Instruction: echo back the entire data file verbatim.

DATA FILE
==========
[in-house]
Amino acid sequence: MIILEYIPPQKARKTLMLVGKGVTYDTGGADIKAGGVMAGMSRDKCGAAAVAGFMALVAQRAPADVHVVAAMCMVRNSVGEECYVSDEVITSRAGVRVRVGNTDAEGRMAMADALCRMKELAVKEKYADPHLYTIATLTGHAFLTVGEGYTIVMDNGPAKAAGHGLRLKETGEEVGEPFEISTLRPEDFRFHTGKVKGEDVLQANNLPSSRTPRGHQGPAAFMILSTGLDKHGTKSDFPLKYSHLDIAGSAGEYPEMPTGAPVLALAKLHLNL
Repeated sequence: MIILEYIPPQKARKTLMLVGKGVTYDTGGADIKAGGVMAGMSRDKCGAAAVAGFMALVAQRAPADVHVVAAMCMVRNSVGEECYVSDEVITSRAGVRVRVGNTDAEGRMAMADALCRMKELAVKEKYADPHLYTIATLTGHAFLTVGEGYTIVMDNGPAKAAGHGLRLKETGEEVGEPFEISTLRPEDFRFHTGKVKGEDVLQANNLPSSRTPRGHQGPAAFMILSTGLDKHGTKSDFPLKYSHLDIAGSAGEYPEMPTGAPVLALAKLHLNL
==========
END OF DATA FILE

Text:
[in-house]
Amino acid sequence: MIILEYIPPQKARKTLMLVGKGVTYDTGGADIKAGGVMAGMSRDKCGAAAVAGFMALVAQRAPADVHVVAAMCMVRNSVGEECYVSDEVITSRAGVRVRVGNTDAEGRMAMADALCRMKELAVKEKYADPHLYTIATLTGHAFLTVGEGYTIVMDNGPAKAAGHGLRLKETGEEVGEPFEISTLRPEDFRFHTGKVKGEDVLQANNLPSSRTPRGHQGPAAFMILSTGLDKHGTKSDFPLKYSHLDIAGSAGEYPEMPTGAPVLALAKLHLNL
Repeated sequence: MIILEYIPPQKARKTLMLVGKGVTYDTGGADIKAGGVMAGMSRDKCGAAAVAGFMALVAQRAPADVHVVAAMCMVRNSVGEECYVSDEVITSRAGVRVRVGNTDAEGRMAMADALCRMKELAVKEKYADPHLYTIATLTGHAFLTVGEGYTIVMDNGPAKAAGHGLRLKETGEEVGEPFEISTLRPEDFRFHTGKVKGEDVLQANNLPSSRTPRGHQGPAAFMILSTGLDKHGTKSDFPLKYSHLDIAGSAGEYPEMPTGAPVLALAKLHLNL